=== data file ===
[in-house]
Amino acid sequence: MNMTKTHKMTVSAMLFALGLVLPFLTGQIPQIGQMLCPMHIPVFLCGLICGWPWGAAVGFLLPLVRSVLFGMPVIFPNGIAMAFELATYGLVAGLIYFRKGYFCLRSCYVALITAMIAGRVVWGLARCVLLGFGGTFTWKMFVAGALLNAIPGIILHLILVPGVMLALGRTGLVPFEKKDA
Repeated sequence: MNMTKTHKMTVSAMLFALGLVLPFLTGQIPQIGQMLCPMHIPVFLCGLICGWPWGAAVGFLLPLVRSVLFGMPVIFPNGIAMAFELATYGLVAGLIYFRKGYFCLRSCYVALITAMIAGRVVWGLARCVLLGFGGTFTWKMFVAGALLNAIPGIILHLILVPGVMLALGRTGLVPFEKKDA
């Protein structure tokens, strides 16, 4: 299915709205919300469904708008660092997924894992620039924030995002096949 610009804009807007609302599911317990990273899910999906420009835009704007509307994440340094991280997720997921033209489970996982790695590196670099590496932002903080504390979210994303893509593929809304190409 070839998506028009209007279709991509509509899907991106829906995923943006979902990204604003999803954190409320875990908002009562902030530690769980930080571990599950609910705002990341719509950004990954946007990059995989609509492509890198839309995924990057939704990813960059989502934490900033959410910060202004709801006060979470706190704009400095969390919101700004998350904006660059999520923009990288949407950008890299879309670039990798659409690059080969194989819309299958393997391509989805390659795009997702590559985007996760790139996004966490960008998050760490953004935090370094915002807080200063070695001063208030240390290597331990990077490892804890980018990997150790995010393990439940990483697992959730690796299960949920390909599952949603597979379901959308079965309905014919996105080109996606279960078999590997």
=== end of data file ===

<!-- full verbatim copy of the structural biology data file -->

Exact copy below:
[in-house]
Amino acid sequence: MNMTKTHKMTVSAMLFALGLVLPFLTGQIPQIGQMLCPMHIPVFLCGLICGWPWGAAVGFLLPLVRSVLFGMPVIFPNGIAMAFELATYGLVAGLIYFRKGYFCLRSCYVALITAMIAGRVVWGLARCVLLGFGGTFTWKMFVAGALLNAIPGIILHLILVPGVMLALGRTGLVPFEKKDA
Repeated sequence: MNMTKTHKMTVSAMLFALGLVLPFLTGQIPQIGQMLCPMHIPVFLCGLICGWPWGAAVGFLLPLVRSVLFGMPVIFPNGIAMAFELATYGLVAGLIYFRKGYFCLRSCYVALITAMIAGRVVWGLARCVLLGFGGTFTWKMFVAGALLNAIPGIILHLILVPGVMLALGRTGLVPFEKKDA
């Protein structure tokens, strides 16, 4: 299915709205919300469904708008660092997924894992620039924030995002096949 610009804009807007609302599911317990990273899910999906420009835009704007509307994440340094991280997720997921033209489970996982790695590196670099590496932002903080504390979210994303893509593929809304190409 070839998506028009209007279709991509509509899907991106829906995923943006979902990204604003999803954190409320875990908002009562902030530690769980930080571990599950609910705002990341719509950004990954946007990059995989609509492509890198839309995924990057939704990813960059989502934490900033959410910060202004709801006060979470706190704009400095969390919101700004998350904006660059999520923009990288949407950008890299879309670039990798659409690059080969194989819309299958393997391509989805390659795009997702590559985007996760790139996004966490960008998050760490953004935090370094915002807080200063070695001063208030240390290597331990990077490892804890980018990997150790995010393990439940990483697992959730690796299960949920390909599952949603597979379901959308079965309905014919996105080109996606279960078999590997």